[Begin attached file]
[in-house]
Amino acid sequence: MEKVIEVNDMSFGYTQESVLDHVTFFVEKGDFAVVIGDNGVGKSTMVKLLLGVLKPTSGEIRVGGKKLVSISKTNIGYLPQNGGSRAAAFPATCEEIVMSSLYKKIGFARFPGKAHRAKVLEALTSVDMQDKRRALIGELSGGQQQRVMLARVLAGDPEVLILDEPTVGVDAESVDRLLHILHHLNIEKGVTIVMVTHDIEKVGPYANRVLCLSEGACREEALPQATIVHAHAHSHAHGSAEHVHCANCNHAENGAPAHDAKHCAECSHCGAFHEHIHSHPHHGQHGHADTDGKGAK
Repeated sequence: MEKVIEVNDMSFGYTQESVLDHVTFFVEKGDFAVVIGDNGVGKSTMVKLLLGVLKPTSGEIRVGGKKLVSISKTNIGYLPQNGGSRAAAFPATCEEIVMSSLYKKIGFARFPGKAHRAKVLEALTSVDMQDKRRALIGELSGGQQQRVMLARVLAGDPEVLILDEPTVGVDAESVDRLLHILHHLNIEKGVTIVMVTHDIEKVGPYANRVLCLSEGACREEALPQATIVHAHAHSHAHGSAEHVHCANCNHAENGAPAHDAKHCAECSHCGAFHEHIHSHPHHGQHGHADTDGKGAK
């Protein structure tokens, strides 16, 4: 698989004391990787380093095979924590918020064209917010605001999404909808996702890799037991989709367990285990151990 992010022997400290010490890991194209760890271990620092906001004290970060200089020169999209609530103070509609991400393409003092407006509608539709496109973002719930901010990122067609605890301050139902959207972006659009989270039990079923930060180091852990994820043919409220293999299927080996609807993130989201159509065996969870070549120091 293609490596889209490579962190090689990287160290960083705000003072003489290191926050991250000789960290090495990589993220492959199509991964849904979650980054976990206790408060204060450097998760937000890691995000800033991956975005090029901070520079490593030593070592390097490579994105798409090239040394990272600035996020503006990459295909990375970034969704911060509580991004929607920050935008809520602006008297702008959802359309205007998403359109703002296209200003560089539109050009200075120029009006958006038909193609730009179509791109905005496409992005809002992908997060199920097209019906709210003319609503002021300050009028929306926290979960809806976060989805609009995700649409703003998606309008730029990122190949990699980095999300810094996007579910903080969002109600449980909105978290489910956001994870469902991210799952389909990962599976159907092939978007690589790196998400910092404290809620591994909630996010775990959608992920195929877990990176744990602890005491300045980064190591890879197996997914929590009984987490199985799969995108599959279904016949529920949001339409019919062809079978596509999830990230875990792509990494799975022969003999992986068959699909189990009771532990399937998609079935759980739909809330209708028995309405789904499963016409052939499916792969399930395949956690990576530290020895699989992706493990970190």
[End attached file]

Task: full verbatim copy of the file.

[in-house]
Amino acid sequence: MEKVIEVNDMSFGYTQESVLDHVTFFVEKGDFAVVIGDNGVGKSTMVKLLLGVLKPTSGEIRVGGKKLVSISKTNIGYLPQNGGSRAAAFPATCEEIVMSSLYKKIGFARFPGKAHRAKVLEALTSVDMQDKRRALIGELSGGQQQRVMLARVLAGDPEVLILDEPTVGVDAESVDRLLHILHHLNIEKGVTIVMVTHDIEKVGPYANRVLCLSEGACREEALPQATIVHAHAHSHAHGSAEHVHCANCNHAENGAPAHDAKHCAECSHCGAFHEHIHSHPHHGQHGHADTDGKGAK
Repeated sequence: MEKVIEVNDMSFGYTQESVLDHVTFFVEKGDFAVVIGDNGVGKSTMVKLLLGVLKPTSGEIRVGGKKLVSISKTNIGYLPQNGGSRAAAFPATCEEIVMSSLYKKIGFARFPGKAHRAKVLEALTSVDMQDKRRALIGELSGGQQQRVMLARVLAGDPEVLILDEPTVGVDAESVDRLLHILHHLNIEKGVTIVMVTHDIEKVGPYANRVLCLSEGACREEALPQATIVHAHAHSHAHGSAEHVHCANCNHAENGAPAHDAKHCAECSHCGAFHEHIHSHPHHGQHGHADTDGKGAK
């Protein structure tokens, strides 16, 4: 698989004391990787380093095979924590918020064209917010605001999404909808996702890799037991989709367990285990151990 992010022997400290010490890991194209760890271990620092906001004290970060200089020169999209609530103070509609991400393409003092407006509608539709496109973002719930901010990122067609605890301050139902959207972006659009989270039990079923930060180091852990994820043919409220293999299927080996609807993130989201159509065996969870070549120091 293609490596889209490579962190090689990287160290960083705000003072003489290191926050991250000789960290090495990589993220492959199509991964849904979650980054976990206790408060204060450097998760937000890691995000800033991956975005090029901070520079490593030593070592390097490579994105798409090239040394990272600035996020503006990459295909990375970034969704911060509580991004929607920050935008809520602006008297702008959802359309205007998403359109703002296209200003560089539109050009200075120029009006958006038909193609730009179509791109905005496409992005809002992908997060199920097209019906709210003319609503002021300050009028929306926290979960809806976060989805609009995700649409703003998606309008730029990122190949990699980095999300810094996007579910903080969002109600449980909105978290489910956001994870469902991210799952389909990962599976159907092939978007690589790196998400910092404290809620591994909630996010775990959608992920195929877990990176744990602890005491300045980064190591890879197996997914929590009984987490199985799969995108599959279904016949529920949001339409019919062809079978596509999830990230875990792509990494799975022969003999992986068959699909189990009771532990399937998609079935759980739909809330209708028995309405789904499963016409052939499916792969399930395949956690990576530290020895699989992706493990970190």